How does it make you feel?


‘The Toy’

And any emotion can be relevant. See what comes up. Accept. Don’t try to force meaning or words. Relax and think about the sensations.

Does it evoke memories? Give you ideas, inspire you, does it open your imagination? Relax.

Shelter 2012 Sam Shendi

Let your eyes wander around it. This is why seeing sculpture, live in its three-dimensional form  is important and can help understanding. We can only appreciate or connect so much from an image.


Look at the colours or lack of colour, how do the colours impact or affect you?

Consider  the materials and whether that makes you feel a certain way?

I saw recently on the Yorkshire Sculpture Park instagram page the quote, “Sculptures often explore the edges of objects and spaces, overlapping, puncturing or touching”. What about the shape, the form, the surface. Is it smooth, soft, sharp, curvy, does it cast shadows?

cropped-kiss1.jpgHow do you interact with the piece when you walk around it?

Take your time.

Does it speak to you?  What does that question mean to you?

‘Urgency’ 2012 Sam Shendi

Art is an experience.

It is about analysing your emotional response to it and the potential for the work to open your imagination and idea up into potential a higher plane.

We might look at a Van Gough, Monet or a Rembrandt, a Da Vinci or a Michelangelo and think that we can understand the painting and sculpture because it visually makes sense to us. But go beyond what you see. How does it make you feel?

When I first saw the Mona Lisa, I was shocked by the size. When I wandered around Rothko’s large abstract paintings I was in awe. I’ve seen work that is brilliant, baffling and beguiling.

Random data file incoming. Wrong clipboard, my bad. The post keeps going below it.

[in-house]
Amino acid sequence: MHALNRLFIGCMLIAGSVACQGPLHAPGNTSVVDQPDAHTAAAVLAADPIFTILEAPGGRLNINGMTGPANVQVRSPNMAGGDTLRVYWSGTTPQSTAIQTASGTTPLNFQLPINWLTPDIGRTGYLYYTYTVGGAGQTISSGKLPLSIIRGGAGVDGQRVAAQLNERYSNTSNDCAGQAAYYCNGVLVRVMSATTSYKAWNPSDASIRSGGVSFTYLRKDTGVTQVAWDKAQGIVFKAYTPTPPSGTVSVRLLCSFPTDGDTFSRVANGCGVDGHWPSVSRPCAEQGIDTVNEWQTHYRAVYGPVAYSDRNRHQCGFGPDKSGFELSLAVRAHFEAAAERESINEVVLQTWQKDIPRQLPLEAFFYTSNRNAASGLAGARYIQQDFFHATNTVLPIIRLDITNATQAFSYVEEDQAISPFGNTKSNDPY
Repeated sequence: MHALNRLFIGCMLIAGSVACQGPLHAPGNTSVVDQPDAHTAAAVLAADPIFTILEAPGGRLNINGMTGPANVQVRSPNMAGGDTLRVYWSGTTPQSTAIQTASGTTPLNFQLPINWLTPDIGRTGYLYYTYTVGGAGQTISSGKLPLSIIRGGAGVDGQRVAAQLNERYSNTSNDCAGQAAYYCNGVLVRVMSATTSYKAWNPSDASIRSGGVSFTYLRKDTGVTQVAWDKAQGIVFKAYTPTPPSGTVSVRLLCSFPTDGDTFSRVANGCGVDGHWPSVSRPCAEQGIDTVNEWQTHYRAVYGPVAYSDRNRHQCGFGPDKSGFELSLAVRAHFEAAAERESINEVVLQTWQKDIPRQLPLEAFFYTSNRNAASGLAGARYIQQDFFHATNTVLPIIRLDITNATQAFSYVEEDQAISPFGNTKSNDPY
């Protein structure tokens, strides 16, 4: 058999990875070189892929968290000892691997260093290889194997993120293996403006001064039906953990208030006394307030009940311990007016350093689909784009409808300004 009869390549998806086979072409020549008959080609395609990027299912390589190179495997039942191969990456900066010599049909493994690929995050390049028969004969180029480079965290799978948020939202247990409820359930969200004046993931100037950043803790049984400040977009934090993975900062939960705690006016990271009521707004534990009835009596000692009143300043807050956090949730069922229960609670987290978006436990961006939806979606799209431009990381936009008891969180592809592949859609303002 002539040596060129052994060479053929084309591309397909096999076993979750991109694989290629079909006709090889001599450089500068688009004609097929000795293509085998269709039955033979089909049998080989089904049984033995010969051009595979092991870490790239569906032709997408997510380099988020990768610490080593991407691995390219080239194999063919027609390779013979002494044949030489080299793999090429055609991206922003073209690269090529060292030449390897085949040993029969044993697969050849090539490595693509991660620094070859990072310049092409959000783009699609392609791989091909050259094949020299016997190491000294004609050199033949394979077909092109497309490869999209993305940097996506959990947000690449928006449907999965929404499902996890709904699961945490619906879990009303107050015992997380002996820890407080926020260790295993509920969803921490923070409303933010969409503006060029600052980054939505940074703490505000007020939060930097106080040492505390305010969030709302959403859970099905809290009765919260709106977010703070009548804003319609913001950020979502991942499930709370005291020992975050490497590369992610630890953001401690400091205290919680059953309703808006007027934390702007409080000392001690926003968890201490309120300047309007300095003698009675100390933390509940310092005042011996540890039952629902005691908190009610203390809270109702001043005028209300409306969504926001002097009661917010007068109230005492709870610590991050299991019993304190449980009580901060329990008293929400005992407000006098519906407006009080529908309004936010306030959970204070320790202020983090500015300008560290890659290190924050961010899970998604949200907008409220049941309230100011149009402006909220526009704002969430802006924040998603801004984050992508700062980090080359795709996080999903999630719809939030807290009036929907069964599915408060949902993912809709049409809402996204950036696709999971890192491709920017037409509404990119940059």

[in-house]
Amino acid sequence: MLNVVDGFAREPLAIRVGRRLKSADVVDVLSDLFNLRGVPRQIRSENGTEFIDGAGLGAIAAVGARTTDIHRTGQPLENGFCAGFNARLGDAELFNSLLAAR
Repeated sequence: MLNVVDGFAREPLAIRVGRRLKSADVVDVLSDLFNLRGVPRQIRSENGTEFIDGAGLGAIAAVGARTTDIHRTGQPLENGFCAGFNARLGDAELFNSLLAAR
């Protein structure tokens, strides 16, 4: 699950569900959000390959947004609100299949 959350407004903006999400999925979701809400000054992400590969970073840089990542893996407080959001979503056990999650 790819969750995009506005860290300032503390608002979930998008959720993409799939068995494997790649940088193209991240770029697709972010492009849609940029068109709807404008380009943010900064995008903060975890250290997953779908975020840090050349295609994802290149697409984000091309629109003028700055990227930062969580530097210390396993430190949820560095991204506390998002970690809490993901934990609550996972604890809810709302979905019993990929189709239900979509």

Often we don’t listen to a piece of music, whatever genre and try to understand it. Art appreciation seems a little harder, a little more perplexing. Why?

ripe 2In both there is composition, creating a scene, a mood, a form of expression.

My husband would say that it isn’t about ‘understanding’.  He thinks that unfortunately what is happening now is a generation of people who are driven by materialism and money and are spending too much time thinking about what to create and it that so much of art has become an object or a product. True artists should be simply driven by the desire to express their imagination. He says for example, “if you look at a Dali painting, what he has done is capture his imagination and introduces it to us. We have the opportunity to see inside Dali’s head”.

I went to see Othello with a very good friend of mine. The performance was modern, minimal and had a very shocking scene in the middle of it, which we were not sure needed to be there. Perhaps, we were seeing something that was inside the director’s head…eek! However, what was very noticeable to us both was that because we had studied it for one of our A-level texts we could understand it ( to a certain degree). Where as, we mused that had we not, much of it would have gone over our heads. Watching this Shakespeare performance 20 years after first reading it, seeing it, analysing and taking it apart made me realise that it is important to learn about an art form. If you do want to understand it to a higher level then it is about deconstructing it and putting it back together.

Living with an artist, a sculptor has enabled me perhaps to deconstruct my own way of thinking and put it back together. I wonder if that is essentially what marriage is asking you to do, when you live in a shared space and choose to share your life with someone different from yourself. Communication is so important.